April is the heart or middle of the autumn season. The weather starts to cool significantly and the cool-season plants begin to flourish. This is possibly the most important time in the annual gardening calendar. Many crops need to be harvested, seeds collected and new plantings and sowings made for the forthcoming winter and spring season. One growing cycle comes to an end, whilst the next one commences almost simultaneously. Ignore this important planting season at your peril.  Autumn’s hard work pays handsome dividends in making the next spring more beautiful than ever.


  • Autumn planting starts in earnest this month. Many flower seedlings will become available for planting during April including alyssum, Iceland poppies, pansies, violas, primulas, petunias, dianthus and calendulas. In warmer regions wait until May before planting out most of these flower seedlings.
  • Continue planting flower seeds in situ. There’s still time to sow sweet peas, African daisies, Livingstone daisies and Virginian stocks amongst many others.
  • Plant out ornamental kale seedlings for a spectacular winter show.
  • Dead head plants that are still performing well.
  • Pinch out early flower buds on young flower seedlings to encourage plant growth.
  • Start preparing for spring flowers like delphiniums and foxgloves that are best planted out as young seedlings.


  • Continue planting winter and spring crops, both seeds and seedlings. The cabbage family (brassicas) are important winter vegetables – cabbage, cauliflower, broccoli, Brussel sprouts and kale are the mainstay.
  • Sow broad bean seeds and also follow-up green pea crops.
  • Young peas need to be staked from a small size.
  • Check young cabbages and their relatives for aphids and caterpillars (diamond back moth larvae).
  • Cut back asparagus and mound the soil around the crowns in rows.
  • Plant out rhubarb plants.
  • Harvest peppers and chillies.
  • In warm sub-tropical climates many “summer” crops like beans, peppers and egg plants flourish throughout winter.


  • Plant young parsley, fennel, dill and celery seedlings.
  • Spring onions need to be planted out now.
  • Herbs like thyme, oregano, marjoram and French tarragon perform at their best during autumn and winter.
  • Set out fresh, young rosemary and lavender plants.
  • Prune back any overgrown or scraggly herbs like oregano, thyme and mint. Feed after completing the task to promote fresh new growth.


  • It’s a good time to plant out young strawberry plants.
  • Avocado crops are ready for harvesting, along with many early ripening citrus fruits.
  • It’s the best time to plant out young fruit trees, especially deciduous types like peaches, plums, nectarines and apricots.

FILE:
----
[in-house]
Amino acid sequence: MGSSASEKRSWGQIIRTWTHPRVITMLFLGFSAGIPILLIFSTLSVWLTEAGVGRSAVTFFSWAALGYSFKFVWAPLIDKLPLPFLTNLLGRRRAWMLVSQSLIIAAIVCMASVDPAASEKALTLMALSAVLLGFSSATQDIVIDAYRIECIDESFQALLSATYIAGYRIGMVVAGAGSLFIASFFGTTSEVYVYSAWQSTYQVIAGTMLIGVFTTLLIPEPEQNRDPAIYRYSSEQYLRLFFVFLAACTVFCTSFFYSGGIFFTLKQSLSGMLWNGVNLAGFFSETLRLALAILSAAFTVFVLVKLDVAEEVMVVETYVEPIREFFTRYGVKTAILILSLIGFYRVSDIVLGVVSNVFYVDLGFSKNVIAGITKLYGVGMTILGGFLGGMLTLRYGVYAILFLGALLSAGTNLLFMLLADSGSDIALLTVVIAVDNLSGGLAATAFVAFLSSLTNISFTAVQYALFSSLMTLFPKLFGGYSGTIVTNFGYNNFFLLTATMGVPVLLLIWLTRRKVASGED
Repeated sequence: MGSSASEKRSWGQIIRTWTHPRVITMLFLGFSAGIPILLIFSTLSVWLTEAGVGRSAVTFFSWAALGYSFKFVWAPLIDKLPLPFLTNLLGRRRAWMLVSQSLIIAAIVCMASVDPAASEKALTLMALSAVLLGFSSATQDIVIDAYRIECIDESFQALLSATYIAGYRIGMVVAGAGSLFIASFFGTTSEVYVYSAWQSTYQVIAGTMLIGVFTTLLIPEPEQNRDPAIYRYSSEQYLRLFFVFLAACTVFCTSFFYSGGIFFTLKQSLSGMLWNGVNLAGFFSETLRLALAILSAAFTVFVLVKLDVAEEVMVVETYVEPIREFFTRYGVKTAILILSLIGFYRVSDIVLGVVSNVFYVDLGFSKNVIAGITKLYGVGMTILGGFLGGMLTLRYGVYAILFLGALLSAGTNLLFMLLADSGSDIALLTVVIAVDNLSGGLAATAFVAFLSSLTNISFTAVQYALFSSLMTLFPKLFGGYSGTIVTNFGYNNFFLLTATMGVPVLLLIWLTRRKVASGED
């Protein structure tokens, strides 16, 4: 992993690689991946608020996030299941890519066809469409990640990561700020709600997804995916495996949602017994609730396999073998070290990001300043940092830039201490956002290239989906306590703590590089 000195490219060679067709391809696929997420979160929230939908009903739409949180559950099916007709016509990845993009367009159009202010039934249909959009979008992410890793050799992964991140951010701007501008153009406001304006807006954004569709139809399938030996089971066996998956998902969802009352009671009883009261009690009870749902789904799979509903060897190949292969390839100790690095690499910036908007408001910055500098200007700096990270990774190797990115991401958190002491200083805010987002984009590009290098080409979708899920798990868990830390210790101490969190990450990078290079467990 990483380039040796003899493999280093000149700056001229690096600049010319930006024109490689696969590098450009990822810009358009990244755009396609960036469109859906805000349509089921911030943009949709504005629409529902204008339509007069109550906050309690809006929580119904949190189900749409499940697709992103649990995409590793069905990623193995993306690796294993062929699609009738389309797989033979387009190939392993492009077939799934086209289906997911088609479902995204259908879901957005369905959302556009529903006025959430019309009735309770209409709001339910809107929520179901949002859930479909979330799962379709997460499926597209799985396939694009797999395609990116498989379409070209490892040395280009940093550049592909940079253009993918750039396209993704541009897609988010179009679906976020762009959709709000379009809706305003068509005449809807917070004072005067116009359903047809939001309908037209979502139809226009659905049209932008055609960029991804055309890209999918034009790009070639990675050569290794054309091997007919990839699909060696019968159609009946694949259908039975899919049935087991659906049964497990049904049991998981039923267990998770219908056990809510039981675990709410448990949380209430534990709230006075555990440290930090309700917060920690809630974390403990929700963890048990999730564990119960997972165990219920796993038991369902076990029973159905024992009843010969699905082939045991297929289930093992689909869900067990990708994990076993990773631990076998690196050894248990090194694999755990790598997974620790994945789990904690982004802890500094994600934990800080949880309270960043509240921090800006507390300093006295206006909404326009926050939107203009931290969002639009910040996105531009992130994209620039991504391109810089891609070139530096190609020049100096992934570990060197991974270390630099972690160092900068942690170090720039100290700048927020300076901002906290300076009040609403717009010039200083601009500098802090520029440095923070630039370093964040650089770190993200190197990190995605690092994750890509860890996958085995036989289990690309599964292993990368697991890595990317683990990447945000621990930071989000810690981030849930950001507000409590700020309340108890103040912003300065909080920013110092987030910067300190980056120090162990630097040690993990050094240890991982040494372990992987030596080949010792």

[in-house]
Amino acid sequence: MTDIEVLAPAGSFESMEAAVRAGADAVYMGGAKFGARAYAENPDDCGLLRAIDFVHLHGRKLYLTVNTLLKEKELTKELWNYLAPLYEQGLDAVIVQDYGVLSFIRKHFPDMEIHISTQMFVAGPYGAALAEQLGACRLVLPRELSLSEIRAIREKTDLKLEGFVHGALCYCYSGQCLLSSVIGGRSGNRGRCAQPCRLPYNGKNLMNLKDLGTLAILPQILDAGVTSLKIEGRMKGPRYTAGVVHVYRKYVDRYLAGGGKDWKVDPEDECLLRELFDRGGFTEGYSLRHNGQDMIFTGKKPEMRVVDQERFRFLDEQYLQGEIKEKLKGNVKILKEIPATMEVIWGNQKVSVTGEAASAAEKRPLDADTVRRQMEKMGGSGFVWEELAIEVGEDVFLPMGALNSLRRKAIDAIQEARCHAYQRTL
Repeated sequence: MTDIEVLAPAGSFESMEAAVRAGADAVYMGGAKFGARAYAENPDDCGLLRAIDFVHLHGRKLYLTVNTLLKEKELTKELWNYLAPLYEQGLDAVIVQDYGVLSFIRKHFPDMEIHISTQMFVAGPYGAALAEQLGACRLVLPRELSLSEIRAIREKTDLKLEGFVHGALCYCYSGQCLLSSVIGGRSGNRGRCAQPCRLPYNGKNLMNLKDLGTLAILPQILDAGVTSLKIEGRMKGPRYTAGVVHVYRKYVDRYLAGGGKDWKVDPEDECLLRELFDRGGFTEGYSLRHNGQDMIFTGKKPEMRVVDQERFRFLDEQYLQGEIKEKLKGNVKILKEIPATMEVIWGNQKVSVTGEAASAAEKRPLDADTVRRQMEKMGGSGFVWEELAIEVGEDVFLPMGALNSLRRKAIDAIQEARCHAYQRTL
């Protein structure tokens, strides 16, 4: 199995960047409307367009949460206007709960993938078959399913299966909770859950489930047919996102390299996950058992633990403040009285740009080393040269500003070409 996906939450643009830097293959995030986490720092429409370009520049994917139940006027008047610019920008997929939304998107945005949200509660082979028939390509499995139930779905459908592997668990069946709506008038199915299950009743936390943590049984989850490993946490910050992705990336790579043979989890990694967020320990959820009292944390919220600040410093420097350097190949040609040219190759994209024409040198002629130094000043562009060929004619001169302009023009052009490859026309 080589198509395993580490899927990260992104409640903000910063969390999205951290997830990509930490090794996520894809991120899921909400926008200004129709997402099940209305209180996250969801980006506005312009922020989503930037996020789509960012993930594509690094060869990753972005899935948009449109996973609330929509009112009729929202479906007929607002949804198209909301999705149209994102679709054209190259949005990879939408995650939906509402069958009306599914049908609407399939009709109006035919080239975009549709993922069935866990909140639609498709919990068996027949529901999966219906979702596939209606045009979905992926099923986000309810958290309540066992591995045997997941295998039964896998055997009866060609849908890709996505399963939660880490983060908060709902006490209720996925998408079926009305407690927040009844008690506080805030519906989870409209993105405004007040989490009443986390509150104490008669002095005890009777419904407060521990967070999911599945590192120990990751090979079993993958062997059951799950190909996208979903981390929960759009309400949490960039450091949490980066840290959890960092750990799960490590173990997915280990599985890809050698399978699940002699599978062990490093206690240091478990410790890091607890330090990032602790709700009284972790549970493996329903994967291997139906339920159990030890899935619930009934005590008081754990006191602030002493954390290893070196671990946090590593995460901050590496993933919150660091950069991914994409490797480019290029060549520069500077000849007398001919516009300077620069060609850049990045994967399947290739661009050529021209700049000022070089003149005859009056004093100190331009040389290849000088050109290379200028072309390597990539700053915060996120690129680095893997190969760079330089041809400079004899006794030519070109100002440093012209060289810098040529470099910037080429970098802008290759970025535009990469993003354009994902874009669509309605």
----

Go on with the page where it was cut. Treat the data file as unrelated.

• Prune back old canes of raspberries and blackberries that have finished fruiting.


  • Plant out winter and spring flowering flower bulbs. The list includes freesias, sparaxis, tritonias, Dutch irises, hyacinths, lachenalias, ranunculus and anemones.
  • Plant out hardy perennials like penstemons, delphiniums, echinaceas, salvias and gaura.
  • This is the best time to plant out new trees and shrubs, roses and climbers.
  • Mulch trees and shrubs before the soil moisture level decreases as rainfall diminishes in the summer rainfall regions. Chunky pine bark works well for this purpose.
  • Prune back autumn flowering shrubs as they finish blooming.
  • Lift dahlia tubers that have finished blooming for winter storage.
  • Cover perennial borders that have been cut back with a mulch of compost or well-rotted kraal manure.
  • In warmer sub-tropical climates this is a good time to prune back large or overgrown shrubs and hedges.
  • Colourful fillers for planting now – shasta daisies, marguerite daisies, kingfisher daisies.


  • Continue with feeding in warmer climates.
  • Dead head spent flower stems.
  • Spray roses that are still in full growth every fortnight against fungal infection.
  • Water with deep soakings twice weekly.
  • Maintain mulch levels around the bushes to keep the root zone moist.


  • Rake up autumn leaves regularly from the lawn.
  • Apply root promoting fertiliser like 2:3:2 or an organic alternative for the last time before winter. This will ensure healthy lawns when spring growth commences.
  • Sow winter evergreen grass seed in colder climates.
  • Lift the level of the mower blades to allow for longer leaf length. This allows grass to strengthen for the winter.


  • Autumn leaves need regular clearing. Keep them for composting. Make wire mesh holders like bins with no lids in discreet shaded parts of the garden and allow them to break down into leaf mould. This is invaluable for using as mulch or compost throughout the garden in spring and summer.
  • Protect pools and water features from falling leaves.
  • Prune back aggressive climbers and trim wall adhering plants like tickey and Virginia creepers.


Everyone must take time to sit and watch the leaves turn.

DISCLAIMER:  The information presented on this website is intended solely as a general guide. We neither endorse specific plant varieties over others nor claim expertise in stock performance. All information is believed to be accurate, based on private inquiries and experiences, and is provided in good faith. Blackwood’s, including its employees, disclaims any responsibility for harm, loss, cost, or damage arising from the use or reliance upon any information on this website, especially if any part of the information proves to be inaccurate or incomplete. Please note that the displayed photos are not representative of current stock but are used for illustrative purposes only.